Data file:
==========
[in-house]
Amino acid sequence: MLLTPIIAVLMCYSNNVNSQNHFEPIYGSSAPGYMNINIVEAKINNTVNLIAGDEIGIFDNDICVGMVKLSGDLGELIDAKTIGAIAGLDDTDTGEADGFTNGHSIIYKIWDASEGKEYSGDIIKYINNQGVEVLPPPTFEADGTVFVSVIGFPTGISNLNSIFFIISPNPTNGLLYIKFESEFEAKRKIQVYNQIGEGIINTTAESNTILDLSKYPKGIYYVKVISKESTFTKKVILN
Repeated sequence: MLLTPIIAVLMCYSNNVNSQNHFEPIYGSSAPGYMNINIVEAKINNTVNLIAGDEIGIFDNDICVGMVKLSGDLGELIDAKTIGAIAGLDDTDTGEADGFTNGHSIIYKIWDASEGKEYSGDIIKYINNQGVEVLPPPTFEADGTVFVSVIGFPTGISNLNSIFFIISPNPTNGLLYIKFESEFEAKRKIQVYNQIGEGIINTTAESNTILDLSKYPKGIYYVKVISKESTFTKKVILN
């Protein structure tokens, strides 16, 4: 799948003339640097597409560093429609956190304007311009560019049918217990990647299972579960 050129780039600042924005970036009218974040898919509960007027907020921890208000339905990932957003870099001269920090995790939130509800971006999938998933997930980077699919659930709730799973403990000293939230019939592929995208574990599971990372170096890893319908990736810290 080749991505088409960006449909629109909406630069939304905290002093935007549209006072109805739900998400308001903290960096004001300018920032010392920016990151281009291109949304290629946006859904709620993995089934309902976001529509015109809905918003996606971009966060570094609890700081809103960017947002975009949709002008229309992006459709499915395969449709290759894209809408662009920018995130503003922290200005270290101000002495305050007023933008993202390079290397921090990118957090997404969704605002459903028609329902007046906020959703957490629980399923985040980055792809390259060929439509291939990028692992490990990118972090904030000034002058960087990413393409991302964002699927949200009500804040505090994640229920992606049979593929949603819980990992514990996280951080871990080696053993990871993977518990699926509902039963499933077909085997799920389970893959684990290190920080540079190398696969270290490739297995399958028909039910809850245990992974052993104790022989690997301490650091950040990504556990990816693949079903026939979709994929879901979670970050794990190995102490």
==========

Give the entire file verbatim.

[in-house]
Amino acid sequence: MLLTPIIAVLMCYSNNVNSQNHFEPIYGSSAPGYMNINIVEAKINNTVNLIAGDEIGIFDNDICVGMVKLSGDLGELIDAKTIGAIAGLDDTDTGEADGFTNGHSIIYKIWDASEGKEYSGDIIKYINNQGVEVLPPPTFEADGTVFVSVIGFPTGISNLNSIFFIISPNPTNGLLYIKFESEFEAKRKIQVYNQIGEGIINTTAESNTILDLSKYPKGIYYVKVISKESTFTKKVILN
Repeated sequence: MLLTPIIAVLMCYSNNVNSQNHFEPIYGSSAPGYMNINIVEAKINNTVNLIAGDEIGIFDNDICVGMVKLSGDLGELIDAKTIGAIAGLDDTDTGEADGFTNGHSIIYKIWDASEGKEYSGDIIKYINNQGVEVLPPPTFEADGTVFVSVIGFPTGISNLNSIFFIISPNPTNGLLYIKFESEFEAKRKIQVYNQIGEGIINTTAESNTILDLSKYPKGIYYVKVISKESTFTKKVILN
């Protein structure tokens, strides 16, 4: 799948003339640097597409560093429609956190304007311009560019049918217990990647299972579960 050129780039600042924005970036009218974040898919509960007027907020921890208000339905990932957003870099001269920090995790939130509800971006999938998933997930980077699919659930709730799973403990000293939230019939592929995208574990599971990372170096890893319908990736810290 080749991505088409960006449909629109909406630069939304905290002093935007549209006072109805739900998400308001903290960096004001300018920032010392920016990151281009291109949304290629946006859904709620993995089934309902976001529509015109809905918003996606971009966060570094609890700081809103960017947002975009949709002008229309992006459709499915395969449709290759894209809408662009920018995130503003922290200005270290101000002495305050007023933008993202390079290397921090990118957090997404969704605002459903028609329902007046906020959703957490629980399923985040980055792809390259060929439509291939990028692992490990990118972090904030000034002058960087990413393409991302964002699927949200009500804040505090994640229920992606049979593929949603819980990992514990996280951080871990080696053993990871993977518990699926509902039963499933077909085997799920389970893959684990290190920080540079190398696969270290490739297995399958028909039910809850245990992974052993104790022989690997301490650091950040990504556990990816693949079903026939979709994929879901979670970050794990190995102490």